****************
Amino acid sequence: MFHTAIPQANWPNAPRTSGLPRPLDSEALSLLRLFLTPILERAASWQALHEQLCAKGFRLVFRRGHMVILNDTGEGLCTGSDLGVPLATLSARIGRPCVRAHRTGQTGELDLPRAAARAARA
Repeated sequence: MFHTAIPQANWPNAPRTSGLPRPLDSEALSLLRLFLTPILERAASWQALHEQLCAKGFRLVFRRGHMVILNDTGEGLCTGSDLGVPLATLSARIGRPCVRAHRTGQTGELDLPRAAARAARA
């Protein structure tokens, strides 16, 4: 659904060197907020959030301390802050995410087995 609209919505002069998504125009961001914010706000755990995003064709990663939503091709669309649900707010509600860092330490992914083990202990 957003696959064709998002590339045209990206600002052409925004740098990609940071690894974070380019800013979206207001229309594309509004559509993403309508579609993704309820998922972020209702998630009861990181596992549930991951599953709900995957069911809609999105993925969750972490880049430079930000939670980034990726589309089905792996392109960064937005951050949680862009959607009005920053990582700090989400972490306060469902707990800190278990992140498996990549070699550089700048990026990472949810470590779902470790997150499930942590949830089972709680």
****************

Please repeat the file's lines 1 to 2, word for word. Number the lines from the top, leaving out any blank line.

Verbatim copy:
Amino acid sequence: MFHTAIPQANWPNAPRTSGLPRPLDSEALSLLRLFLTPILERAASWQALHEQLCAKGFRLVFRRGHMVILNDTGEGLCTGSDLGVPLATLSARIGRPCVRAHRTGQTGELDLPRAAARAARA
Repeated sequence: MFHTAIPQANWPNAPRTSGLPRPLDSEALSLLRLFLTPILERAASWQALHEQLCAKGFRLVFRRGHMVILNDTGEGLCTGSDLGVPLATLSARIGRPCVRAHRTGQTGELDLPRAAARAARA